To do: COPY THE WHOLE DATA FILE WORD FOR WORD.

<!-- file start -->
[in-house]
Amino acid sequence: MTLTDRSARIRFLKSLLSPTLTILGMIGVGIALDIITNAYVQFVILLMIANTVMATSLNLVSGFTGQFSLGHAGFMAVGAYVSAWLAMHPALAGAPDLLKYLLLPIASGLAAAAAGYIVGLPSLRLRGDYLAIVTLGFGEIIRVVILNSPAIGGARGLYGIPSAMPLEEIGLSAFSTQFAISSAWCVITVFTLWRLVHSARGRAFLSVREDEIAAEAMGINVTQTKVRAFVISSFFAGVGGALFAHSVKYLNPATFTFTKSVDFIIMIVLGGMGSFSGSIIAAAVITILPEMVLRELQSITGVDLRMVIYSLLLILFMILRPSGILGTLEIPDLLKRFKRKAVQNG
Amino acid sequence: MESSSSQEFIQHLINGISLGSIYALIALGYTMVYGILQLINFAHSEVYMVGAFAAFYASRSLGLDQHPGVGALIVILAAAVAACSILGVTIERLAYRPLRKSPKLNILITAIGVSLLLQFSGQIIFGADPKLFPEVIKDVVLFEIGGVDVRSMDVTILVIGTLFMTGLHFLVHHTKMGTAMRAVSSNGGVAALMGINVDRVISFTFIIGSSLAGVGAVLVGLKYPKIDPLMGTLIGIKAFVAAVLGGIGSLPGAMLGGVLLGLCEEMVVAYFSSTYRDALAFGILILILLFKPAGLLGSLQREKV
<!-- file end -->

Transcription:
[in-house]
Amino acid sequence: MTLTDRSARIRFLKSLLSPTLTILGMIGVGIALDIITNAYVQFVILLMIANTVMATSLNLVSGFTGQFSLGHAGFMAVGAYVSAWLAMHPALAGAPDLLKYLLLPIASGLAAAAAGYIVGLPSLRLRGDYLAIVTLGFGEIIRVVILNSPAIGGARGLYGIPSAMPLEEIGLSAFSTQFAISSAWCVITVFTLWRLVHSARGRAFLSVREDEIAAEAMGINVTQTKVRAFVISSFFAGVGGALFAHSVKYLNPATFTFTKSVDFIIMIVLGGMGSFSGSIIAAAVITILPEMVLRELQSITGVDLRMVIYSLLLILFMILRPSGILGTLEIPDLLKRFKRKAVQNG
Amino acid sequence: MESSSSQEFIQHLINGISLGSIYALIALGYTMVYGILQLINFAHSEVYMVGAFAAFYASRSLGLDQHPGVGALIVILAAAVAACSILGVTIERLAYRPLRKSPKLNILITAIGVSLLLQFSGQIIFGADPKLFPEVIKDVVLFEIGGVDVRSMDVTILVIGTLFMTGLHFLVHHTKMGTAMRAVSSNGGVAALMGINVDRVISFTFIIGSSLAGVGAVLVGLKYPKIDPLMGTLIGIKAFVAAVLGGIGSLPGAMLGGVLLGLCEEMVVAYFSSTYRDALAFGILILILLFKPAGLLGSLQREKV